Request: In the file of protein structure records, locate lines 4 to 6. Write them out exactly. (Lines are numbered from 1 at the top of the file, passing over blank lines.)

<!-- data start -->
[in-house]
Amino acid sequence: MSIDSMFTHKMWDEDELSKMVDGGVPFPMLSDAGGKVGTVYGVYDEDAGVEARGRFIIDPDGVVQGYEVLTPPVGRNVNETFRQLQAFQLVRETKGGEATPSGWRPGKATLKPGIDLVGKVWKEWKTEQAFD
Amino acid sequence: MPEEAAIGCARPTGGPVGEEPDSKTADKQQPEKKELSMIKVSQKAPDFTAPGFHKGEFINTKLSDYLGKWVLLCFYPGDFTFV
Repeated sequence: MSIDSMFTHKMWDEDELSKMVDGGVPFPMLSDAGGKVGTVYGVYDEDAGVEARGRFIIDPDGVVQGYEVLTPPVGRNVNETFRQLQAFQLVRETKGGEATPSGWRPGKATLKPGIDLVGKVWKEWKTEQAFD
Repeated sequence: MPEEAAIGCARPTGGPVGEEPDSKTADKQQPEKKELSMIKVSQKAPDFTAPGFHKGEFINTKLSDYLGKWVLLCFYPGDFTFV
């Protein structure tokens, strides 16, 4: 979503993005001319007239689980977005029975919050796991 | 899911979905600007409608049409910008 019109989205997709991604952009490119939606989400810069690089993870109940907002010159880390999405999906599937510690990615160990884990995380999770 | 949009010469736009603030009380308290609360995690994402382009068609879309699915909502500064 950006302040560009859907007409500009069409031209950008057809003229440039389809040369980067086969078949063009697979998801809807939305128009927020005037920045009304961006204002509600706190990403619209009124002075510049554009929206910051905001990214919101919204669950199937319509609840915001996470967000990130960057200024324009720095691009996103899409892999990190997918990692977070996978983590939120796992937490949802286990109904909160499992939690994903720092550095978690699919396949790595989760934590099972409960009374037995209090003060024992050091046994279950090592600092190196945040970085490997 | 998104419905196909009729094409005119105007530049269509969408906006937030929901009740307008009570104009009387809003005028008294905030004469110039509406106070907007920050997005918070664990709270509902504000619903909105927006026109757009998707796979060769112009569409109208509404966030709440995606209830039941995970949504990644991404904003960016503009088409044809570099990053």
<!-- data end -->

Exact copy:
Repeated sequence: MSIDSMFTHKMWDEDELSKMVDGGVPFPMLSDAGGKVGTVYGVYDEDAGVEARGRFIIDPDGVVQGYEVLTPPVGRNVNETFRQLQAFQLVRETKGGEATPSGWRPGKATLKPGIDLVGKVWKEWKTEQAFD
Repeated sequence: MPEEAAIGCARPTGGPVGEEPDSKTADKQQPEKKELSMIKVSQKAPDFTAPGFHKGEFINTKLSDYLGKWVLLCFYPGDFTFV
């Protein structure tokens, strides 16, 4: 979503993005001319007239689980977005029975919050796991 | 899911979905600007409608049409910008 019109989205997709991604952009490119939606989400810069690089993870109940907002010159880390999405999906599937510690990615160990884990995380999770 | 949009010469736009603030009380308290609360995690994402382009068609879309699915909502500064 950006302040560009859907007409500009069409031209950008057809003229440039389809040369980067086969078949063009697979998801809807939305128009927020005037920045009304961006204002509600706190990403619209009124002075510049554009929206910051905001990214919101919204669950199937319509609840915001996470967000990130960057200024324009720095691009996103899409892999990190997918990692977070996978983590939120796992937490949802286990109904909160499992939690994903720092550095978690699919396949790595989760934590099972409960009374037995209090003060024992050091046994279950090592600092190196945040970085490997 | 998104419905196909009729094409005119105007530049269509969408906006937030929901009740307008009570104009009387809003005028008294905030004469110039509406106070907007920050997005918070664990709270509902504000619903909105927006026109757009998707796979060769112009569409109208509404966030709440995606209830039941995970949504990644991404904003960016503009088409044809570099990053």